As quickly as 2015 passed, it left us with a clear understanding that SD-WAN would remain a hot topic for the foreseeable future – if for no other reason than for the number of players entering the space. Here are some of the ways I see SD-WAN impacting us in 2016.
The net neutrality debate doesn’t go away and, it won’t matter
The net neutrality fight was all over the news in 2015; 2016 won’t be any different. If you don’t know, the net neutrality fight is about whether companies or customers will be granted a faster lane for bandwidth hungry Web-based services and applications. Until SD-WAN (a network overlay technology) showed up on the scene, companies had two choices; buy a fast private line, or risk unacceptable performance using public broadband. With SD-WAN, they can get faster Internet speed and reliability at a fraction of the cost of private lines, making the outcome of the neutrality fight irrelevant to business.
SD-WAN technology gets enough momentum to cross the chasm
With more than two dozen SD-WAN vendors and counting, and hundreds of customers jumping on the bandwagon, it’s safe to say SD-WAN has gained enough momentum to cross the chasm in 2016. That’s because it fills a pent-up market need at a time when companies are pressured to do more with less; and private WANs can’t keep up with the ever-growing number of bandwidth hungry applications and services.
With the new trend in retail to create an “Apple-like” retail experience that includes an in-store, virtual assistant, real-time product and coupon searching, guest Wi-Fi, and mobile check-out, connections must work reliably. The apps and services that make up a modern store experience simply can’t be supported by a retailer’s WAN due to bandwidth capacity limitations and the fact they can easily suffer from disruptions (latency, jitter or packet loss). Even a small disruption can ruin the whole experience instantly. Plus, expanding a private WAN is cost-prohibitive for retail stores that are growing, sometimes adding dozens of new sites. That's why I predict a stampede to SD-WAN technology, due to its low cost, high performance and unbeatable 99.99% reliability.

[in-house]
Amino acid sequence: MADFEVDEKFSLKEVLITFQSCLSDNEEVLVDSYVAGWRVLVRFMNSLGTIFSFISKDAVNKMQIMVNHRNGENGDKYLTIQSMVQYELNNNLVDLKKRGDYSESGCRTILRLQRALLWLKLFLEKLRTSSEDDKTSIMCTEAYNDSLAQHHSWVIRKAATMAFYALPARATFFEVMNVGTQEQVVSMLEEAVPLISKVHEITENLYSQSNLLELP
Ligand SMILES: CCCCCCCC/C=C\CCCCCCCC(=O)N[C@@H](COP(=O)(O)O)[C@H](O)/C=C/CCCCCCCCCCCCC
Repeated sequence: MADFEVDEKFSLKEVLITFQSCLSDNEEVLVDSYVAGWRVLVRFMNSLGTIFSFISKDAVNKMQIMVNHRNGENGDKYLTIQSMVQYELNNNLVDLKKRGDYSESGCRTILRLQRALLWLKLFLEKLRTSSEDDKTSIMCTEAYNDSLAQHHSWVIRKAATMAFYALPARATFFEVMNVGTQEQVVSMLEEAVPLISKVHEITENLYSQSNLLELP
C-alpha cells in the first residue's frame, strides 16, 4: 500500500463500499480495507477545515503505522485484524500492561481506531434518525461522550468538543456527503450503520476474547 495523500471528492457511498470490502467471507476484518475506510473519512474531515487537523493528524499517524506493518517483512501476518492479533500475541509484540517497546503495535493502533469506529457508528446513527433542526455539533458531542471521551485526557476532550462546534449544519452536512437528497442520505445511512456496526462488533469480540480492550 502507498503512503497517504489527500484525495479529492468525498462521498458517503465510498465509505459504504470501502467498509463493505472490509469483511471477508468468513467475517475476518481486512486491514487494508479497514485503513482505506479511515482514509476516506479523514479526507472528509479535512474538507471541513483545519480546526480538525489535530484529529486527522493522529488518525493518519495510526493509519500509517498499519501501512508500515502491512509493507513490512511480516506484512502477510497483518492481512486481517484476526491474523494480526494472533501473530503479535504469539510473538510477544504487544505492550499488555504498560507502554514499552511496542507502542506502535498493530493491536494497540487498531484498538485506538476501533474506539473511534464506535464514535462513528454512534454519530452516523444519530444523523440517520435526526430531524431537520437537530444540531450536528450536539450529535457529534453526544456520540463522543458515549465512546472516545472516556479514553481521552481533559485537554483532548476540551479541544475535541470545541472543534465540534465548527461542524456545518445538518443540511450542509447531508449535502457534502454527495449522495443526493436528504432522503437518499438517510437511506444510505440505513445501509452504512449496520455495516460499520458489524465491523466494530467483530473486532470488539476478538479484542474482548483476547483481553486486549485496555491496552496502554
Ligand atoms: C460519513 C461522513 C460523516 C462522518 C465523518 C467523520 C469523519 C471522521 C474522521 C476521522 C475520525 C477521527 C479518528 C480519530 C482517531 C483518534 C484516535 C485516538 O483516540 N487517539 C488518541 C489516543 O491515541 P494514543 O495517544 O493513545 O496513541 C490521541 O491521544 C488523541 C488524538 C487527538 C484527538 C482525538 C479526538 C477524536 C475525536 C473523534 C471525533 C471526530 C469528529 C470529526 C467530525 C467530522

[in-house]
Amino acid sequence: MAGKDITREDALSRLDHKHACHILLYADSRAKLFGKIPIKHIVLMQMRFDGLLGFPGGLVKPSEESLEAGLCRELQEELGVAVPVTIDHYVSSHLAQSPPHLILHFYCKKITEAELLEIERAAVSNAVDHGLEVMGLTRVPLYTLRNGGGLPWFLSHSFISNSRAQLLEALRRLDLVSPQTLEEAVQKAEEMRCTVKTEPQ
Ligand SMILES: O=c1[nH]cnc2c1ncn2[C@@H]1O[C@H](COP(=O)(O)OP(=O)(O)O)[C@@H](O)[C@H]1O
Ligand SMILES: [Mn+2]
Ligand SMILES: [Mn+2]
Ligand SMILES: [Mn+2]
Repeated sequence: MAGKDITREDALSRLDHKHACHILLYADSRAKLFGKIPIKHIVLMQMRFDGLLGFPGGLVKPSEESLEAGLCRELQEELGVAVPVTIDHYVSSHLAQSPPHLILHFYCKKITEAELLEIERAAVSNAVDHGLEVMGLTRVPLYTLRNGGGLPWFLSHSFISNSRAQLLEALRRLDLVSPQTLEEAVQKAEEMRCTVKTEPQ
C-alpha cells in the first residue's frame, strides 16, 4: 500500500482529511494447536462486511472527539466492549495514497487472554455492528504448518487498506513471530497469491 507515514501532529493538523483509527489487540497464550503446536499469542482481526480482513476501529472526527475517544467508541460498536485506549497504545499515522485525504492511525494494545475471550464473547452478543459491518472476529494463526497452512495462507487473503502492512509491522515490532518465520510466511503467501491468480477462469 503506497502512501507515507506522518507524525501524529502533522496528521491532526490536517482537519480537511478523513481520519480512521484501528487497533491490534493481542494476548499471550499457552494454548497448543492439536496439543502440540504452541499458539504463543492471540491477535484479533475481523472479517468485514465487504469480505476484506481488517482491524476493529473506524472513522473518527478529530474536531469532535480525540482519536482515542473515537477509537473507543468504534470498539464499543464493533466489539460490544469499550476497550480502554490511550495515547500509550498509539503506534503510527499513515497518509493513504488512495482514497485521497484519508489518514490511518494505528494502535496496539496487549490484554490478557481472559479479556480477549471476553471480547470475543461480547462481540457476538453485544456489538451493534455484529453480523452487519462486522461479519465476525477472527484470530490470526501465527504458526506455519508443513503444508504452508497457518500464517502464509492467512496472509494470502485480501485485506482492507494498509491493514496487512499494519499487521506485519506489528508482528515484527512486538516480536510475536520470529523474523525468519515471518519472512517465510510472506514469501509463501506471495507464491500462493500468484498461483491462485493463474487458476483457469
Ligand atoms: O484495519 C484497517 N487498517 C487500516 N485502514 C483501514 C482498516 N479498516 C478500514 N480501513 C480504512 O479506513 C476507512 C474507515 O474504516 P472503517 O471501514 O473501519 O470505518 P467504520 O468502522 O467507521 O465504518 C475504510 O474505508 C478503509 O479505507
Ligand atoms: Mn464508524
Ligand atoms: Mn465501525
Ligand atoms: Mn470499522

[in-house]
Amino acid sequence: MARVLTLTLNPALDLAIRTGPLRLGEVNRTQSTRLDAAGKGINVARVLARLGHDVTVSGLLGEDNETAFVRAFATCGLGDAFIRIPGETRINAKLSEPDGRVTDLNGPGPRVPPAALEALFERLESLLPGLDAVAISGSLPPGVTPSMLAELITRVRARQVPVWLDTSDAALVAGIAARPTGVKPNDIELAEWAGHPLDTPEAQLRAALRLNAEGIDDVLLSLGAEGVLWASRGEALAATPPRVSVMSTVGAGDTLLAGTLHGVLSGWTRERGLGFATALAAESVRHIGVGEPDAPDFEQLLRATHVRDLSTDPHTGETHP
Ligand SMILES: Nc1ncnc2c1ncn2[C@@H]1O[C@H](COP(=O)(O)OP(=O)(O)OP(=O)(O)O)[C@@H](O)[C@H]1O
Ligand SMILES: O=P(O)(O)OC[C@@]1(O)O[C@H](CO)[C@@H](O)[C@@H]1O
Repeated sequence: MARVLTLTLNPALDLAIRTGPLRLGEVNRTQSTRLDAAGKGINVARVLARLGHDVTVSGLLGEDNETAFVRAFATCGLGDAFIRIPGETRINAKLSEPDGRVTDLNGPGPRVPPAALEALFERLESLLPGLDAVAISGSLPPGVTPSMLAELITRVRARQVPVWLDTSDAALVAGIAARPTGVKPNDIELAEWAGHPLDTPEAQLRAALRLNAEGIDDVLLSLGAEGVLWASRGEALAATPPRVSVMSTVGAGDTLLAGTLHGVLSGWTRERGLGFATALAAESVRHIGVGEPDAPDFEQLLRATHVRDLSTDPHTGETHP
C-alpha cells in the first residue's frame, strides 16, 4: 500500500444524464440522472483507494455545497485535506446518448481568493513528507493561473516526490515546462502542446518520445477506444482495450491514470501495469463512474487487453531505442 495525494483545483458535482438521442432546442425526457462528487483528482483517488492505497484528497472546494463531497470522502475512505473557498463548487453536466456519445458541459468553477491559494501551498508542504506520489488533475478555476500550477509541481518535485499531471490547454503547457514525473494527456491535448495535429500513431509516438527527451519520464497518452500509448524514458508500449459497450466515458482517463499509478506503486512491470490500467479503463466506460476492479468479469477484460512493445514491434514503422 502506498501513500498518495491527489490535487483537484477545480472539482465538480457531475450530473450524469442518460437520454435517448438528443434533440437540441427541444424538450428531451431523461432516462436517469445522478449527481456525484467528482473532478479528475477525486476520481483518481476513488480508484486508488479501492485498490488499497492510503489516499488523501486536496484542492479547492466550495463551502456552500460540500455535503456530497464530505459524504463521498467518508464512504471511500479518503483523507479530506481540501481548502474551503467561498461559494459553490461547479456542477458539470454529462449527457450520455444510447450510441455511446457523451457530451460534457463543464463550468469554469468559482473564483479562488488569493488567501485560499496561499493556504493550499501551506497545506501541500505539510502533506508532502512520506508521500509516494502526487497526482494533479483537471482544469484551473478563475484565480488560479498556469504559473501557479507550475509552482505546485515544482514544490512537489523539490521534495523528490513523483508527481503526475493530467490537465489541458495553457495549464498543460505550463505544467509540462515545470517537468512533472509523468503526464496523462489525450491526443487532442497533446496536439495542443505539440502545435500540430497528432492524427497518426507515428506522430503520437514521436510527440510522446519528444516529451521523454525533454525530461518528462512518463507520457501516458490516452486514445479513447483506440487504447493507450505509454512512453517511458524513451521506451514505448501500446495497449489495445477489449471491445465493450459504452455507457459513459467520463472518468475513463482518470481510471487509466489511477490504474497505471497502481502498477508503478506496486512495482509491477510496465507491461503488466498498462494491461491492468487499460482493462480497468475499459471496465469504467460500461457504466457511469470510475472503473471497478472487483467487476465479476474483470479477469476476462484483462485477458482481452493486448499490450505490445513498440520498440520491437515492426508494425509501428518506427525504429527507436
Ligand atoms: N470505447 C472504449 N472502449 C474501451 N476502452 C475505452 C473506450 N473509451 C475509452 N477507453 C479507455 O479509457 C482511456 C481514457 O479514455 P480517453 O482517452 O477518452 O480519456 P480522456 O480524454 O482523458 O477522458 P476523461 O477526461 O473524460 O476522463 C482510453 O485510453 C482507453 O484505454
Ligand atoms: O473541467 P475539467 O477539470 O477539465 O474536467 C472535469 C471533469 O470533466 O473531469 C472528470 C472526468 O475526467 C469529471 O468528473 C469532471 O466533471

A massive compliance or security breach in 2016 will cause IT to turn to SD-WAN
Every year IT is losing more and more control as employees, partners and enterprise users flock to the cloud. In many cases, IT is being bypassed entirely. Corporate IT has a set of sanctioned cloud services while at the same time there are dozens, if not hundreds of unsanctioned cloud services in use within enterprises. In most cases, IT isn’t even aware these applications are being used. I think we will, unfortunately, see a massive compliance or security breach in 2016. IT will take a hard look at SD-WAN because it can give IT back the security, compliance and control it has lost. That’s because SD-WAN enables corporate IT to gain visibility into the applications being used, apply network-wide business policies, insert security services and extend the wide area network perimeter from the cloud to the branch.
Branch office growth will cause a tipping point for IT to look at SD-WAN